Media Releases

Retailers’ voices show impact of Minimum Wage increase

10 February 2023

A snap poll from Retail NZ shows the true impact the increase in Minimum Wage has on the retail sector.

“The announcement of a significant increase in the Minimum Wage has not gone down well with retailers across New Zealand, with 88 per cent disapproving of the Government decision to increase the rates from 1 April 2023.”

“Many small business owners do not even earn Minimum Wage out of their own businesses and are now faced with yet another big hike in their wage bill.”  

“Retailers have told us the real impact this increase will have, with 69 per cent saying they will increase prices as a result, 57 per cent reducing the hours of work available to their teams and 41 per cent planning to reduce staff numbers.”

“A fifth of retailers are considering reducing their store hours, and 17 per cent will consider closing their businesses entirely.”

“In many cases businesses will undertake a combination of these actions. These are concerning results from a sector that on average pays well above the minimum at an average of $26.65 in 2022.” 

The voice of retailers’ direct from this survey show the mental toll and sentiment that this announcement has had:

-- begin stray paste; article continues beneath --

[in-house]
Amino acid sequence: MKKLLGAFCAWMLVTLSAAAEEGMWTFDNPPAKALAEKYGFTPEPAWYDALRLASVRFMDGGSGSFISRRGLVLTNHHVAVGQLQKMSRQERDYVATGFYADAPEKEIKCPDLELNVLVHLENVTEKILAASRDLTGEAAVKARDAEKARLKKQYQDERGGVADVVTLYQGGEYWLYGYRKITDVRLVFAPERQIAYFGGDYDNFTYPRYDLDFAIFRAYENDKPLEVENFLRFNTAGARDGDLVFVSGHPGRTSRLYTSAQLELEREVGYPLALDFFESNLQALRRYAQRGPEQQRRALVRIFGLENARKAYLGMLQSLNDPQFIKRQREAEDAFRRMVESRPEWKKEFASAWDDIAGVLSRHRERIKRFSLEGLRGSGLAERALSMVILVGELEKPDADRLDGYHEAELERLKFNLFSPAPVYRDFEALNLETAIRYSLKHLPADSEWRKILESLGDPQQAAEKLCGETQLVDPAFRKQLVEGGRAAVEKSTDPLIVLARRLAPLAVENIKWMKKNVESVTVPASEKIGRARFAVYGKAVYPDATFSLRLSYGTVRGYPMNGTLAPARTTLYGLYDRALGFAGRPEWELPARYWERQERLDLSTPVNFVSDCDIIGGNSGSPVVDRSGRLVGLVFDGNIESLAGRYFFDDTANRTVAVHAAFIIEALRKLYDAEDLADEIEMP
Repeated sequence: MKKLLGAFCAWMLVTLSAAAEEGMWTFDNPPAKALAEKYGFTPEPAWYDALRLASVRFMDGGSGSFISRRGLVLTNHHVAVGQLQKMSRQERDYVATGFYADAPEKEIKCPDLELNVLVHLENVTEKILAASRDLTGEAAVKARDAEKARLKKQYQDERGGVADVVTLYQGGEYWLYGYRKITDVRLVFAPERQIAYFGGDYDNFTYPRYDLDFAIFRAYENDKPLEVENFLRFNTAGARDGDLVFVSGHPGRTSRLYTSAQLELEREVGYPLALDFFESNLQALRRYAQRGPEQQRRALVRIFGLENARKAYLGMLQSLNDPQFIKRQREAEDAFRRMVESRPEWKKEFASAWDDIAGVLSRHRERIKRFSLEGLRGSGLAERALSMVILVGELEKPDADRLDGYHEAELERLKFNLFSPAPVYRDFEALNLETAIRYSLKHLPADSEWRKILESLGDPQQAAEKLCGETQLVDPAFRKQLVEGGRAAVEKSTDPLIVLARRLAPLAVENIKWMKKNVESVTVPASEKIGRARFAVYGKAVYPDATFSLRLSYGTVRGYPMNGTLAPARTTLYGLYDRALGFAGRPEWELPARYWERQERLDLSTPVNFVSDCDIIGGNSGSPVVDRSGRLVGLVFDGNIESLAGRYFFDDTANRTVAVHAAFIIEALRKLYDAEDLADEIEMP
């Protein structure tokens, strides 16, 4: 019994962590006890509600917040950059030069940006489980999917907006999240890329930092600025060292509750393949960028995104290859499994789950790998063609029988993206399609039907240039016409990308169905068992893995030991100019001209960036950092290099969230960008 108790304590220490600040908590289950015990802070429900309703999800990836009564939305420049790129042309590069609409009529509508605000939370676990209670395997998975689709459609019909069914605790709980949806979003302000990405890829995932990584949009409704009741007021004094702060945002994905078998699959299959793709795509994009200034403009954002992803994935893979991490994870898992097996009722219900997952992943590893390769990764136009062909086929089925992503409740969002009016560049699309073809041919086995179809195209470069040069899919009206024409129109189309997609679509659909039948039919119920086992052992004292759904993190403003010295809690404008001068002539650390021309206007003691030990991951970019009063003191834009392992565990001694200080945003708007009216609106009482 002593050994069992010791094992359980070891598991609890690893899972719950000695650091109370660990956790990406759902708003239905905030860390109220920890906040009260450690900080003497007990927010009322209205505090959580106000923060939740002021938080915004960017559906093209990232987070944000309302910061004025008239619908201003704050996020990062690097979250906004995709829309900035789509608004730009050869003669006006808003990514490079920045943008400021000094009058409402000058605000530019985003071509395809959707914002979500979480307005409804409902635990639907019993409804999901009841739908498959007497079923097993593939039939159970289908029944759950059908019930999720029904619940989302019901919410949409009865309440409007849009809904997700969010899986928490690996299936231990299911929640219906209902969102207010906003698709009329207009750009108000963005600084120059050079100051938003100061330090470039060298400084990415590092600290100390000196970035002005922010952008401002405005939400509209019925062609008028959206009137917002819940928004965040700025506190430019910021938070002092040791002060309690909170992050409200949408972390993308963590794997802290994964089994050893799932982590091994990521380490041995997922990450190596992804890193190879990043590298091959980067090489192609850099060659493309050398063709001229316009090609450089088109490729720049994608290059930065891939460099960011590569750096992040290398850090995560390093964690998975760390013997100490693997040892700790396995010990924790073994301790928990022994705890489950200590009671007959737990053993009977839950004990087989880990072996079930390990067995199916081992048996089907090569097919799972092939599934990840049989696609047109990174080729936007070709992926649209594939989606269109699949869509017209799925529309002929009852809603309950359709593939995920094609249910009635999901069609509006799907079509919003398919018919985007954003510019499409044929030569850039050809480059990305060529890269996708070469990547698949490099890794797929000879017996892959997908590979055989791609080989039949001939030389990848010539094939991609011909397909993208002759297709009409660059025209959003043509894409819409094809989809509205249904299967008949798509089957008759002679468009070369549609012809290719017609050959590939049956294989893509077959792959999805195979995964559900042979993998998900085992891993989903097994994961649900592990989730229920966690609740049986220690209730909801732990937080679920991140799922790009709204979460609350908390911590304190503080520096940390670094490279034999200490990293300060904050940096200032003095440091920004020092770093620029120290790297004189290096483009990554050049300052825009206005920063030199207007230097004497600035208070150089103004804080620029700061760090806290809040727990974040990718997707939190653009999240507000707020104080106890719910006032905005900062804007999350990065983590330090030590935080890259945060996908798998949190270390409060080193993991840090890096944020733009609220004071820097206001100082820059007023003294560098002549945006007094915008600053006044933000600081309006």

•    “Retail has had it tough, many struggling to get by, Covid, floods and much more. Retailers have strived to look after their staff through this, at much personal cost. The increased costs from the government leave no option but to lift prices which will drive inflation higher. It is not sustainable.” 
  • “I approve of an increase, however over the last three or four years the increases have been too heavy handed. It seems that the government does not understand that all we do is pass on the cost to the consumer or if we can’t then we even may discontinue offering that service or being in that industry.” 
  • “It impacts our payroll at every level not just those on the minimum. Relativity is important and expected for everyone on our team. These costs HAVE to be passed on to the consumer.”
  • “Most of my staff are paid above the new minimum wage, but they too, will expect an increase to maintain the differential. That’s where the expense comes in. Don’t think the government understands the expectations of employees already above the minimum wage” 

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